Poisonwood Bible

The Poisonwood Bible is the Heart of Darkness, 100 years later, reversed, with some inverse Faulkner in the mix.
A missionary family moves to the Congo, just before the end of colonial rule. From the colonial/southern gothic genre, Barbara Kingsolver inherits the trajectory toward doom; the family descends from darkly comic misadventure (birthday cake mix ruined) to escalating disasters, flood, vermin, plague, hunger, madness. Objects of affection are introduced in early chapters, and are destroyed one by one.
But the moral of the gothic classics is inverted. Rather than miscegenation as the dark secret, interracial love is a redemptive force. The tragic outcome isn’t going native, it’s failure to recognize and adapt to a culture that is rich despite physical hunger.
The writing in the different voices of the four female characters is strong, and carries the novel, along with the downward cascade of the plot. The transformation of the main characters in the crucible of African experience is moderately compelling, though somewhat schematic; the submissive wife who finally finds the strength to leave her brutal husband; the pious daughter who finally sees through her father’s illusions; the cynical daughter who learns a bit of hope, the shallow beauty who becomes a tough survivor and irredeemable racist. The women have some complexity; the men are cardboard cutout villains or heroes.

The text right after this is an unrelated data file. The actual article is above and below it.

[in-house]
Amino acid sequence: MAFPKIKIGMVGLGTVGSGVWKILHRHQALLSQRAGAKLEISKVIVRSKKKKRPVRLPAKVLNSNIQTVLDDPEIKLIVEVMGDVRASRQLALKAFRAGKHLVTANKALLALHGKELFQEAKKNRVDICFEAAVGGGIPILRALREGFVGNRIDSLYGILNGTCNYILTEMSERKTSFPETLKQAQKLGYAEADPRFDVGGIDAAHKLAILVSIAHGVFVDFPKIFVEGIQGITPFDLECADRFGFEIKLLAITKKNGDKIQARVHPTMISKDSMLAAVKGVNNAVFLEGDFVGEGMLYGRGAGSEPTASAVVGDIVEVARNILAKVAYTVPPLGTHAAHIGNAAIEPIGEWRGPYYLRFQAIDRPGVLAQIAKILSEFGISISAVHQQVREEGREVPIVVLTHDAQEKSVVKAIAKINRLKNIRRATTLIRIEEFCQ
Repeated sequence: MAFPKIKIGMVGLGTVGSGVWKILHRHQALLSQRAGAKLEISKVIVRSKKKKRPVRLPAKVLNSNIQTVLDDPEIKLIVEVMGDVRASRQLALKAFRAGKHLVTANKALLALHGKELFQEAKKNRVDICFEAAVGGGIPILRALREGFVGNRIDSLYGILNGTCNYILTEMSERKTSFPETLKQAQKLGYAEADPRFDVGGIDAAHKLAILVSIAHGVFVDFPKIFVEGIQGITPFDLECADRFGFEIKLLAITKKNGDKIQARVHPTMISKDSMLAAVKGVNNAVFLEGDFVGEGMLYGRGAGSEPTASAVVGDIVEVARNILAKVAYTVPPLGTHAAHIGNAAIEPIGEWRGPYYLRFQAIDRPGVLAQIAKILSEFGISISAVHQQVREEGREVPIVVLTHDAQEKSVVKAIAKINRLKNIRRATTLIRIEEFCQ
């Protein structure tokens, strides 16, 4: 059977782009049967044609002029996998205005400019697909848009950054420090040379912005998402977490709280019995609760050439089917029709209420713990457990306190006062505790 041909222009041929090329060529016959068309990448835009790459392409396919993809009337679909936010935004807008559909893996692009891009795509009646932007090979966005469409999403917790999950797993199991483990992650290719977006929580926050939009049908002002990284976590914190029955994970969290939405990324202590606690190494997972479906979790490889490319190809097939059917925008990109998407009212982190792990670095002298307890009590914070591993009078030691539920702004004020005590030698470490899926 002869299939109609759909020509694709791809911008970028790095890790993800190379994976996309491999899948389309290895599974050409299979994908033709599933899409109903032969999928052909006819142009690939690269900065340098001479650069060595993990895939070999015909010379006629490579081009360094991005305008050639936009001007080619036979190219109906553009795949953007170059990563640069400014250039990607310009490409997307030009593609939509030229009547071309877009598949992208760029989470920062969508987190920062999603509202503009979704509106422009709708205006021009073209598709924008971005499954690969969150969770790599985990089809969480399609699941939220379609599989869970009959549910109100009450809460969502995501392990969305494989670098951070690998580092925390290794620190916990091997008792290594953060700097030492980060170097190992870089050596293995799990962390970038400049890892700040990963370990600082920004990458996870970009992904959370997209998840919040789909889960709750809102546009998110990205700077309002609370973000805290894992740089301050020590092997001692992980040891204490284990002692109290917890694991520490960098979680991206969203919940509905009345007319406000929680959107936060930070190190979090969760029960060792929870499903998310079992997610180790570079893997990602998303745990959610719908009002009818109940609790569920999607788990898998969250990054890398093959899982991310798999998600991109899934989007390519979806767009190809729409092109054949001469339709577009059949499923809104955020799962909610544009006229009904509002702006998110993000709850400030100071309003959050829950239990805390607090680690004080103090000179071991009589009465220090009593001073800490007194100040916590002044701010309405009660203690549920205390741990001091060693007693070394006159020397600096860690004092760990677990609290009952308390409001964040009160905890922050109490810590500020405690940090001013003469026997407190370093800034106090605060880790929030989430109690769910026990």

The first two thirds of the book is an agonizing slide toward the dissolution of the family and transformation of the characters over 14 months. The last third rushes through 30 years in cartoon illustration of the author’s politics, and should have been cut by a good editor.
I read Poisonwood Bible at the recommendation of a friend. I think I want to read Achebe next on African tragedy when sufficiently brave. Things Fall Apart is in an Amazon list next to Night.

2 thoughts on “Poisonwood Bible”

  1. Adina, I was so glad to find your review of the Poisonwood Bible. I bought the book a few years ago, but never read it. It sat in a stack of wonderful reads that I always meant to get to some day. That some day came when I had an accident back in August. I’ve been laid up for a few months now, and the silver lining has been having nothing but time, and the books that have filled it. This particular chronicle was one of the most disturbing and yet most moving I’ve ever consumed. I simply couldn’t put it down. Barbara Kingsolver did a marvellous job of drawing you into the lives of these women and making them real. Glad to see your links to a few follow-up reads. I’m on the hunt for more, and appreciate your judgement. — Keeping a warm thought, Sue.

  2. hi
    This may not find you but I was wondering if one could talk about the poisonwood bible and the heart of darkness compartively in terms of whether Mr. Price’s life and Kurtz’s were determined to end that way because trying to control people or things around us is a fruitless goal?

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